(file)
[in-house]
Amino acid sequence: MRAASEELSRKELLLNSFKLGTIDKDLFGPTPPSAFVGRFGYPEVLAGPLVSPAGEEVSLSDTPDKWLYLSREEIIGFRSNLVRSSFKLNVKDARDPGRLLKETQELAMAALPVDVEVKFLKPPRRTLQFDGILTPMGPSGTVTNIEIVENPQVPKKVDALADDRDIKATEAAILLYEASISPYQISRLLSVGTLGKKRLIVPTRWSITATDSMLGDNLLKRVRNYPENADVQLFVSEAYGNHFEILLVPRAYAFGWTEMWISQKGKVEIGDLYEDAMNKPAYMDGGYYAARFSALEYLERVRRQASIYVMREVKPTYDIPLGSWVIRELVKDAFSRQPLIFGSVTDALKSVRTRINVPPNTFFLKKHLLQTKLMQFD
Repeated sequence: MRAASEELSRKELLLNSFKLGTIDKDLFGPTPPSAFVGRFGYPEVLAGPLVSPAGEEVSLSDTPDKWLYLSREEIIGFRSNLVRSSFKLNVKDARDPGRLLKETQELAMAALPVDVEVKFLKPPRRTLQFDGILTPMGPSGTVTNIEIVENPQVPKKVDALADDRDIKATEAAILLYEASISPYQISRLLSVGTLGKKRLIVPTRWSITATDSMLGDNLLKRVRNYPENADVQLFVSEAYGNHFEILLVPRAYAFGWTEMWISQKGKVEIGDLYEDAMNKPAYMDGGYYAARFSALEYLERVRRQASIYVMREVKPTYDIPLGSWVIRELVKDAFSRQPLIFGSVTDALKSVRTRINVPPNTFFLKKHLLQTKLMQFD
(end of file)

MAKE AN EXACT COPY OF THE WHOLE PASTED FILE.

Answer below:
[in-house]
Amino acid sequence: MRAASEELSRKELLLNSFKLGTIDKDLFGPTPPSAFVGRFGYPEVLAGPLVSPAGEEVSLSDTPDKWLYLSREEIIGFRSNLVRSSFKLNVKDARDPGRLLKETQELAMAALPVDVEVKFLKPPRRTLQFDGILTPMGPSGTVTNIEIVENPQVPKKVDALADDRDIKATEAAILLYEASISPYQISRLLSVGTLGKKRLIVPTRWSITATDSMLGDNLLKRVRNYPENADVQLFVSEAYGNHFEILLVPRAYAFGWTEMWISQKGKVEIGDLYEDAMNKPAYMDGGYYAARFSALEYLERVRRQASIYVMREVKPTYDIPLGSWVIRELVKDAFSRQPLIFGSVTDALKSVRTRINVPPNTFFLKKHLLQTKLMQFD
Repeated sequence: MRAASEELSRKELLLNSFKLGTIDKDLFGPTPPSAFVGRFGYPEVLAGPLVSPAGEEVSLSDTPDKWLYLSREEIIGFRSNLVRSSFKLNVKDARDPGRLLKETQELAMAALPVDVEVKFLKPPRRTLQFDGILTPMGPSGTVTNIEIVENPQVPKKVDALADDRDIKATEAAILLYEASISPYQISRLLSVGTLGKKRLIVPTRWSITATDSMLGDNLLKRVRNYPENADVQLFVSEAYGNHFEILLVPRAYAFGWTEMWISQKGKVEIGDLYEDAMNKPAYMDGGYYAARFSALEYLERVRRQASIYVMREVKPTYDIPLGSWVIRELVKDAFSRQPLIFGSVTDALKSVRTRINVPPNTFFLKKHLLQTKLMQFD